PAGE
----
adjective, flint·i·er, flint·i·est.

composed of, containing, or resembling flint, especially in hardness.
unyielding; unmerciful; obdurate: a flinty heart.

Origin of flinty

First recorded in 1530–40; flint + -y1
Related formsflint·i·ly, adverbflint·i·ness, noun
Dictionary.com Unabridged Based on the Random House Unabridged Dictionary, © Random House, Inc. 2019

Examples from the Web for flinty

Contemporary Examples of flinty

Historical Examples of flinty

  • Others go in, but I beat against its flinty portals with hands that bleed.

    The Trail of '98

    Robert W. Service

  • “Under the heart of the flinty hill lies the coal,” he said simply.

    The Bishop of Cottontown

    John Trotwood Moore

  • Closer and closer he shrinks to the rock, as if to bury himself in its flinty surface.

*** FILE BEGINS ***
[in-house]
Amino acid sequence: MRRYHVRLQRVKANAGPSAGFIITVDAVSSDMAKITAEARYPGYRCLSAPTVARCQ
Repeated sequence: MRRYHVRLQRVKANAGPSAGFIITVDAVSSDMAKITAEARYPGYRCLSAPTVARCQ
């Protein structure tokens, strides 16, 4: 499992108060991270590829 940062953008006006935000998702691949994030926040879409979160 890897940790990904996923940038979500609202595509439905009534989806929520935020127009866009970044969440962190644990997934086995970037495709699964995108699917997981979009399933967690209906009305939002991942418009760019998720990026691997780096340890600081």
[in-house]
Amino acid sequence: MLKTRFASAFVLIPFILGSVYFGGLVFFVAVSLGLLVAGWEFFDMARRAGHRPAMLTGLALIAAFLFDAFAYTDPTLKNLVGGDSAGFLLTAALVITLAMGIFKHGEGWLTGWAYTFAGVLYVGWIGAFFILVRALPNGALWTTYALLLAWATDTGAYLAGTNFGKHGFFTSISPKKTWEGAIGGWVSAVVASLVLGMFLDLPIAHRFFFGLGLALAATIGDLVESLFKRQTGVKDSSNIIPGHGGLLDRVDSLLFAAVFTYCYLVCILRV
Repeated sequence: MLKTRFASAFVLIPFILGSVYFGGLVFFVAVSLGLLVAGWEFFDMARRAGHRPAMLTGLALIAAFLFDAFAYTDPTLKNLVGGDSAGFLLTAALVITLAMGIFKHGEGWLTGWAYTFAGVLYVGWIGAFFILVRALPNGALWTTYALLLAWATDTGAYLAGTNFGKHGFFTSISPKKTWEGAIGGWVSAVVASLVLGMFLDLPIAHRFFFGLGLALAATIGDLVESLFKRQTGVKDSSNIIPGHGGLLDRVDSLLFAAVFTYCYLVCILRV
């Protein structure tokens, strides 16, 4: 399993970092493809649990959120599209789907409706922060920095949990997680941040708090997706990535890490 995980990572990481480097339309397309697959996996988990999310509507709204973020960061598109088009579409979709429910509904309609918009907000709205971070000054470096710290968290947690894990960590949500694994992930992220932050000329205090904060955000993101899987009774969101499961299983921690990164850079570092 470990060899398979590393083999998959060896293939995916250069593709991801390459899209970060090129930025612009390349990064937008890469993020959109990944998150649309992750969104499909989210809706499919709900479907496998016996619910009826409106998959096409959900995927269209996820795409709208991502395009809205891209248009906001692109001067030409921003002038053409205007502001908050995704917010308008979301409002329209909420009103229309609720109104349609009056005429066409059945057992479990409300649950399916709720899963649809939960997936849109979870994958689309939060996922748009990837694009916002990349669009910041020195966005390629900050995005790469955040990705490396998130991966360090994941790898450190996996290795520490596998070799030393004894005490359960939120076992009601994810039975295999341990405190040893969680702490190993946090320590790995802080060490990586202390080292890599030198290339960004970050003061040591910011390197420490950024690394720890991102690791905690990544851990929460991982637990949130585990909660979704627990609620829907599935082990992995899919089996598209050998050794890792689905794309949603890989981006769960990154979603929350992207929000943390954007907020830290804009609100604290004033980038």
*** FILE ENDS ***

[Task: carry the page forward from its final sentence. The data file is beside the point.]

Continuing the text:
Adrift in the Wilds

    Edward S. Ellis

  • Had the flinty and inexorable Robespierre turned fainthearted at last?


    Ernest Daudet

  • But she met the eyes looking into hers with a flinty resistance.

British Dictionary definitions for flinty


adjective flintier or flintiest

of, relating to, or resembling flint
hard or cruel; obdurate; unyielding
Derived Formsflintily, adverbflintiness, noun
Collins English Dictionary - Complete & Unabridged 2012 Digital Edition © William Collins Sons & Co. Ltd. 1979, 1986 © HarperCollins Publishers 1998, 2000, 2003, 2005, 2006, 2007, 2009, 2012

Word Origin and History for flinty

"hard-hearted," 1530s, from flint + -y (2). Literal sense of "resembling flint" is from 1640s. Related: Flintily; flintiness.

Online Etymology Dictionary, © 2010 Douglas Harper